Dijkstra & A* Direction oriented pathfinding Terrain Analysis RTS Games 
Dijkstra's Algorithm
A common example of a graphbased pathfinding algorithm is Dijkstra's algorithm. This algorithm begins with a start node and an "open set" of candidate nodes. At each step, the node in the open set with the lowest distance from the start is examined. The node is marked "closed", and all nodes adjacent to it are added to the open set if they have not already been examined. This process repeats until a path to the destination has been found. Since the lowest distance nodes are examined first, the first time the destination is found, the path to it will be the shortest path.
Dijkstra's algorithm fails if there is a negative edge weight. In the hypothetical situation where Nodes A, B, and C form a connected undirected graph with edges AB = 3, AC = 4, and BC = 2, the optimal path from A to C costs 1, and the optimal path from A to B costs 2. Dijkstra's Algorithm starting from A will first examine B, as that is the closest. It will assign a cost of 3 to it, and mark it closed, meaning that its cost will never be reevaluated. Therefore, Dijkstra's cannot evaluate negative edge weights. However, since for many practical purposes there will never be a negative edgeweight, Dijkstra's algorithm is largely suitable for the purpose of pathfinding.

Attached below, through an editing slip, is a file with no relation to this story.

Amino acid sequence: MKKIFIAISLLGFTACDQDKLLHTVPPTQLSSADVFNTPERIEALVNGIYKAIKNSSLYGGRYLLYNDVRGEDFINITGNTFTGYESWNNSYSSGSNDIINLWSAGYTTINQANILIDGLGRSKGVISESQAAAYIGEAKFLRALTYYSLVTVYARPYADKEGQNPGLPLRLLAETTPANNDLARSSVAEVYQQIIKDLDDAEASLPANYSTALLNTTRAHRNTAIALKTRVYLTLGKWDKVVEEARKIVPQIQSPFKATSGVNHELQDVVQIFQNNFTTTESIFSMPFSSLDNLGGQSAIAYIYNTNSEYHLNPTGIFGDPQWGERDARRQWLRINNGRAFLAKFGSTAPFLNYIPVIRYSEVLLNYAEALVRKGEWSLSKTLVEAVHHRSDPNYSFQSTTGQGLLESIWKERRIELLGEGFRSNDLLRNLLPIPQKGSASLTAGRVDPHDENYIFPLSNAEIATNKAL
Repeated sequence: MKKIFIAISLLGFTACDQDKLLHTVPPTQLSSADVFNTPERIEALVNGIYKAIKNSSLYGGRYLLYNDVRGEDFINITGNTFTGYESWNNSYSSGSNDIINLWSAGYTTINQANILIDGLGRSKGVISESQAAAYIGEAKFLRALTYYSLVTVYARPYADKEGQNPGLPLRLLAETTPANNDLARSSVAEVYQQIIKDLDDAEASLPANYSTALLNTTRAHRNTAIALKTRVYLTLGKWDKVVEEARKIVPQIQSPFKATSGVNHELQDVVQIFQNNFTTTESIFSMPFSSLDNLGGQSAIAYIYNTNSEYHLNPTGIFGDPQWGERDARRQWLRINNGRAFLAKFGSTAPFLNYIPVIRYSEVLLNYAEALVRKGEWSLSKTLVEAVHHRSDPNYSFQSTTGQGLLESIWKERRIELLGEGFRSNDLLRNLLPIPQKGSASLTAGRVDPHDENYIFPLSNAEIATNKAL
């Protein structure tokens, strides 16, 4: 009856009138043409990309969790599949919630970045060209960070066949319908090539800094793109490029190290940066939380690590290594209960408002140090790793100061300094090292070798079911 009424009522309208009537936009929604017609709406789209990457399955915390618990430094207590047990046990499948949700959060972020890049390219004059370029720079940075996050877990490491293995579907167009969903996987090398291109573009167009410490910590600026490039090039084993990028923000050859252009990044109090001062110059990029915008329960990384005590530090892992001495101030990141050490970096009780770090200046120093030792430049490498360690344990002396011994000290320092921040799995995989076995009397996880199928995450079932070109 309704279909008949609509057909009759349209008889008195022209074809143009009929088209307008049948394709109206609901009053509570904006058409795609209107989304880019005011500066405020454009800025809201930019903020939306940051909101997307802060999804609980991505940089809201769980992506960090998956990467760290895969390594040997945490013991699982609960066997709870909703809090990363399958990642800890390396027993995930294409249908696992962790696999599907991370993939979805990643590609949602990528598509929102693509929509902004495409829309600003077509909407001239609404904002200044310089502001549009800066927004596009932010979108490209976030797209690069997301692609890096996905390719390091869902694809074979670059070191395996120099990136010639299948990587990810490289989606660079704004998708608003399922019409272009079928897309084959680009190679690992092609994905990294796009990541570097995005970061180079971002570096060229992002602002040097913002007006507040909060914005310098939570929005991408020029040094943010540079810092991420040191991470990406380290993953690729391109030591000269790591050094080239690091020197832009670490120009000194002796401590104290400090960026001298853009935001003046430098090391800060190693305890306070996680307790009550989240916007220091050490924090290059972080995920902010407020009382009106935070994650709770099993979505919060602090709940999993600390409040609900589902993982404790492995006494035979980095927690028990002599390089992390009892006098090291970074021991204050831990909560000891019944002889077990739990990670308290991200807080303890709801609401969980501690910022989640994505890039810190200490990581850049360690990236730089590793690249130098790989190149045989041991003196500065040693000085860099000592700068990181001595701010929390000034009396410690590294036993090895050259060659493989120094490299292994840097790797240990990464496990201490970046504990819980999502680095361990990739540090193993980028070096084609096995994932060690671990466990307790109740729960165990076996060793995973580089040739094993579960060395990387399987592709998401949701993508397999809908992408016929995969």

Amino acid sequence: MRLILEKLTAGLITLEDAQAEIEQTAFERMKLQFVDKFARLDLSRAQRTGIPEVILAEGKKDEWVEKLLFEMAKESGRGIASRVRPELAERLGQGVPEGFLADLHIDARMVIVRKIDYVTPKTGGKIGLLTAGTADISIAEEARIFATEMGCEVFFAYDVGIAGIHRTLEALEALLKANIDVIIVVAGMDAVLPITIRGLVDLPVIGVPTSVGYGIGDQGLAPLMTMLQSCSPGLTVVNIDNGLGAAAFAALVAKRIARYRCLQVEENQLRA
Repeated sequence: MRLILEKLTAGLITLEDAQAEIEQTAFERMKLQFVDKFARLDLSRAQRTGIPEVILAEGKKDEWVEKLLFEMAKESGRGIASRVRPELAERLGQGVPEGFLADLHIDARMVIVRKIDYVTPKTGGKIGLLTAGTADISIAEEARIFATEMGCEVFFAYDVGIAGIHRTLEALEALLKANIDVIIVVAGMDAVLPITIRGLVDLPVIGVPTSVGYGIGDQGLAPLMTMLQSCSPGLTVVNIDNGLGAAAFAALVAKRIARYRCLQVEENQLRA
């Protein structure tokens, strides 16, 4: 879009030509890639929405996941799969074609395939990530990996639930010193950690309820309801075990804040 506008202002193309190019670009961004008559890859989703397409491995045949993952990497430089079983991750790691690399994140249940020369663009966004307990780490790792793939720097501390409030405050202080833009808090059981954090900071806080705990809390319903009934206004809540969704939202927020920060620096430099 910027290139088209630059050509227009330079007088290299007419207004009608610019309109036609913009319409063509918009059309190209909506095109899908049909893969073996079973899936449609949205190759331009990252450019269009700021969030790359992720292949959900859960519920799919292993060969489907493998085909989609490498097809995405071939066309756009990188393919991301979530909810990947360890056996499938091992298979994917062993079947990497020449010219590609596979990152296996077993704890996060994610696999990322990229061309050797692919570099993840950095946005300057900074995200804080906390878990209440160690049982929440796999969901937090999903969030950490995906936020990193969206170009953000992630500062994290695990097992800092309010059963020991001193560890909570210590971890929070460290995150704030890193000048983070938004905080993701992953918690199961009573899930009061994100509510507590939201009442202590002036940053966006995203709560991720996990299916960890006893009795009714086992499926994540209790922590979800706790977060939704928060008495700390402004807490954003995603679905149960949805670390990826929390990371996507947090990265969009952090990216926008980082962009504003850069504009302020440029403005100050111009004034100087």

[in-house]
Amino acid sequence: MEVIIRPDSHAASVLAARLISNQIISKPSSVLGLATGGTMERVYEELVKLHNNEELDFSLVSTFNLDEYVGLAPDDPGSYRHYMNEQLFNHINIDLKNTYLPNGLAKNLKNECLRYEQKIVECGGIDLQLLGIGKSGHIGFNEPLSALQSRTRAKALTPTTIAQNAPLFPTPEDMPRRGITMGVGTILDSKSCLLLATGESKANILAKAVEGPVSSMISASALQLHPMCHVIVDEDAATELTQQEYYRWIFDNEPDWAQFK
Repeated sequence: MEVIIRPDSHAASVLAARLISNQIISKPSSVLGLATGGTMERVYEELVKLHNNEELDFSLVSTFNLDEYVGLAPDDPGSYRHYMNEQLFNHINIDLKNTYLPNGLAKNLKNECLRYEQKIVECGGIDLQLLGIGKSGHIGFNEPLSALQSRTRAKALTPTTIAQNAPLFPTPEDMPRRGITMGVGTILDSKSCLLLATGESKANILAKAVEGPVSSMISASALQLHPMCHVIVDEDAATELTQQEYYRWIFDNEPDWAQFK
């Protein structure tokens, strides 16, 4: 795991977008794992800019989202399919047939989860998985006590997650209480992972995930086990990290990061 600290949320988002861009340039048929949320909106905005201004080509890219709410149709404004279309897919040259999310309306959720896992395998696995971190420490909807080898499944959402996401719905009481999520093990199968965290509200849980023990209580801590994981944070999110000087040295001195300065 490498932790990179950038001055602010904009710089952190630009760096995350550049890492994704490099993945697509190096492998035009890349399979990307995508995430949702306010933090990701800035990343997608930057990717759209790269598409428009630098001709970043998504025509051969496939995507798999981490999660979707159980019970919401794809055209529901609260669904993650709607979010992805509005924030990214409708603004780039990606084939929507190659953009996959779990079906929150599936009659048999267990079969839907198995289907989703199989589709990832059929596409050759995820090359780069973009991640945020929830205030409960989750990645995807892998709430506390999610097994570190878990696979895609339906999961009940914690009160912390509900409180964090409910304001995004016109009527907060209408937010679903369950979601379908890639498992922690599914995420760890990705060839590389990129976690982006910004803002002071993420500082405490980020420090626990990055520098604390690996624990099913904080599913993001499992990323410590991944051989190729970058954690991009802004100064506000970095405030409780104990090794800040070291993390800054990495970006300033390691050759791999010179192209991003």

A* Algorithm
A* is a variant of Dijkstra's algorithm commonly used in games. A* assigns a weight to each open node equal to the weight of the edge to that node plus the approximate distance between that node and the finish. This approximate distance is found by the heuristic, and represents a minimum possible distance between that node and the end. This allows it to eliminate longer paths once an initial path is found. If there is a path of length x between the start and finish, and the minimum distance between a node and the finish is greater than x, that node need not be examined.
A* uses this heuristic to improve on the behavior relative to Dijkstra's algorithm. When the heuristic evaluates to zero, A* is equivalent to Dijkstra's algorithm. As the heuristic estimate increases and gets closer to the true distance, A* continues to find optimal paths, but runs faster (by virtue of examining fewer nodes). When the value of the heuristic is exactly the true distance, A* examines the fewest nodes. (However, it is generally impractical to write a heuristic function that always computes the true distance.) As the value of the heuristic increases, A* examines fewer nodes but no longer guarantees an optimal path. In many applications (such as video games) this is acceptable and even desirable, in order to keep the algorithm running quickly.
Dijkstra & A* Direction oriented pathfinding Terrain Analysis RTS Games